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Acting derby is anyone’s game at the Oscars

By: - Entertainment Editor
/ 12:05 AM April 23, 2021

Frances McDormand in “Nomadland”

While director Chloe Zhao and her film “Nomadland” are set to seize the golden statuettes in their respective categories at the 93rd edition of the Academy Awards on Sunday (Monday in the Philippines, beginning 8 a.m.), the competition in the acting fields is shaping up to be a matter of preference or relatability as far as Academy voters are concerned.

Much has been said about what film or which nominee is expected to win since the Oscars ceremony was moved to April 25, but the delay has at least given people stuck at home more time to winnow the wheat from the chaff and, along the way, weed out the flashy and frivolous from the truly fabulous.

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Youn Yuh-jung in “Minari”

The quarantine year has yielded a lot of award-worthy performances from actresses, notable as much for variety as for their thematic pertinence.

Best actress toss-up

But it looks like the best actress race will be a toss-up between Viola Davis’ sensational vanishing act as a temperamental blues singer in George C. Wolfe’s film adaptation of August Wilson’s “Ma Rainey’s Black Bottom” and Carey Mulligan’s galvanizing turn as a vengeful med-school dropout in Emerald Fennell’s “Promising Young Woman.”Award or no award, however, it’s Frances McDormand’s precious portrayal, as a widow who lives the meditative life of a nomad traversing the transient communities of the homeless after the death of her husband, that lingers with viewers longer than the rabble-rousing splash and flash of volatile Viola and chthonic Carey. Hers is a lived-in performance devoid of attention-calling artifice that resulted from the 63-year-old actress’ experience of living in a van for more than four months, as she moved from one place to another in seven states. Even Frances’ “coactor” Bob Wells wasn’t aware he was sharing scenes with a two-time Oscar winner (“Fargo,” “Two Billboards Outside Ebbing, Missouri”) until the former finally told him that her real husband, director Joel Coen, wasn’t really dead. Talk about the “no-acting” approach to acting, you can’t get any more authentic than this.Andra Day (as the jazz legend in “The United States vs. Billie Holiday”) and Vanessa Kirby (as a woman who loses her baby during childbirth in “Pieces of a Woman”) are also nominated for best actress.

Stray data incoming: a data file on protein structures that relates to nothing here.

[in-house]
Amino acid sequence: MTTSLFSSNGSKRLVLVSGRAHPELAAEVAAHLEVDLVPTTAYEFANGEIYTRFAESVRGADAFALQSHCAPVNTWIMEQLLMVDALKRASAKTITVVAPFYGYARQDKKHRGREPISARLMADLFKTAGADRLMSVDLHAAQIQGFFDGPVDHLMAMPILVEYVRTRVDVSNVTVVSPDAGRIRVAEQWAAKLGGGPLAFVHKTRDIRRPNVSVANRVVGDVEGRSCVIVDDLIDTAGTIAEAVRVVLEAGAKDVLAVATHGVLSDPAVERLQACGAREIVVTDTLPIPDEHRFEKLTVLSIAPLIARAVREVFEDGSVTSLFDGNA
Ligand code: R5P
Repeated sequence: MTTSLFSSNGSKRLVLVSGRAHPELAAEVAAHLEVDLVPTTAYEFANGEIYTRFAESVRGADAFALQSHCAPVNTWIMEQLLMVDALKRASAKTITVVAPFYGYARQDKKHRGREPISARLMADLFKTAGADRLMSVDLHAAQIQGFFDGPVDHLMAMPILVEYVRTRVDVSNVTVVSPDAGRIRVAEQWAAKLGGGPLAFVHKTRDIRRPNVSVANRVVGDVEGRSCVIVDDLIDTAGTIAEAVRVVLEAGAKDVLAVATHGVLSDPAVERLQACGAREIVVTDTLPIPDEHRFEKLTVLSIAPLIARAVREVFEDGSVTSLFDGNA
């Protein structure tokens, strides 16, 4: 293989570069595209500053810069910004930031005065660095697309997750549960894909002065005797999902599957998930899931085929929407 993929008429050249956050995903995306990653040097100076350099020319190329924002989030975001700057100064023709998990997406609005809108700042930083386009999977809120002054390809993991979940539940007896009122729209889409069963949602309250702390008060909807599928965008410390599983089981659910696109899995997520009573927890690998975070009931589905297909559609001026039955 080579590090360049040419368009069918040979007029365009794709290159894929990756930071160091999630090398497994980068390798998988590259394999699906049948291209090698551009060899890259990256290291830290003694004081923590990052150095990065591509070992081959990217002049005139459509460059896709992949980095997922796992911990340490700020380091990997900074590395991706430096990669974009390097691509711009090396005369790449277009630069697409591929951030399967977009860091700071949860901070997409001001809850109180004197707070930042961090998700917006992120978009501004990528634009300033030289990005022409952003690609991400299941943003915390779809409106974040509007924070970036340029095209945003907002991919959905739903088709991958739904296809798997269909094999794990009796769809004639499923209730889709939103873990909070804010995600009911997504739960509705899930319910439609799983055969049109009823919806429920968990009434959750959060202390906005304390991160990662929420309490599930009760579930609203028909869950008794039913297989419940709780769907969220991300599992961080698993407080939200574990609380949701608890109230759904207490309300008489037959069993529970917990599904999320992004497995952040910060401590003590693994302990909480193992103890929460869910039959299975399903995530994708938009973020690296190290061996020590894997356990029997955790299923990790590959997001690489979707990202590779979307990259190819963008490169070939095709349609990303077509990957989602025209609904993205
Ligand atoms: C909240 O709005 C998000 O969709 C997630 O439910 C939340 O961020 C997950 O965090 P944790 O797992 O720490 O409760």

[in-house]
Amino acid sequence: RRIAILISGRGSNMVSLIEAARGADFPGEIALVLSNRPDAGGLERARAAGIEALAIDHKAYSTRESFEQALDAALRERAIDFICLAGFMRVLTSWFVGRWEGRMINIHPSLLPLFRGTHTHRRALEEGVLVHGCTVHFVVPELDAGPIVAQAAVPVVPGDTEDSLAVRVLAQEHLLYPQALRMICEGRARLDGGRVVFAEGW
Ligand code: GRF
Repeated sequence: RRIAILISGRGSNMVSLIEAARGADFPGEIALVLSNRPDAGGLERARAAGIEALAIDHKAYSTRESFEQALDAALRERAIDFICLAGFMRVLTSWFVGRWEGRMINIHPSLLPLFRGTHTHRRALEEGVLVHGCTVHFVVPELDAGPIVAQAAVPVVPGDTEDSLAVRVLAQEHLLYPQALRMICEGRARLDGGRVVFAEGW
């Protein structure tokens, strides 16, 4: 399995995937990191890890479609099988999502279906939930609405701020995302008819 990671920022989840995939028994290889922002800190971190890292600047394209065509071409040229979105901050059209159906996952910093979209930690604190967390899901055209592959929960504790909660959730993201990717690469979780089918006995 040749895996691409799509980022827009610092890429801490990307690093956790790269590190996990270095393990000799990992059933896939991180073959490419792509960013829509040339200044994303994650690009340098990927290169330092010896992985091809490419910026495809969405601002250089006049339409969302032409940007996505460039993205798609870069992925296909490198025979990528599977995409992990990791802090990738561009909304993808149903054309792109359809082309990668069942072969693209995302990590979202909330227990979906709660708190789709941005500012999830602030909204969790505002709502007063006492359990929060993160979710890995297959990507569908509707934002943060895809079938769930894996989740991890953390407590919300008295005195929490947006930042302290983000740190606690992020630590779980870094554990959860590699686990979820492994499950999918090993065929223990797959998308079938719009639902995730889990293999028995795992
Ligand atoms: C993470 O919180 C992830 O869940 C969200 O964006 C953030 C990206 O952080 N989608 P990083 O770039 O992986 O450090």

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Chadwick Boseman in “Ma Rainey’s Black Bottom”

Best actor three-way raceWho won at the other award-giving bodies? Andra Day (“Billie Holiday”) and Rosamund Pike (“I Care a Lot”) at the Golden Globes, Viola Davis (“Ma Rainey”) at the Screen Actors Guild awards, Sidney Flanigan (“Never Rarely Sometimes Always”) at the New York Film Critics awards, Frances McDormand (“Nomadland”) at Bafta, and Carey Mulligan (“Promising Young Woman”) at the National Board of Review, the Critics Choice and the Los Angeles Film Critics awards.

We’re even more torn in the three-way race for best actor among Anthony Hopkins (in “The Father”), Riz Ahmed (in “Sound of Metal”) and Chadwick Boseman (in “Ma Rainey’s Black Bottom”).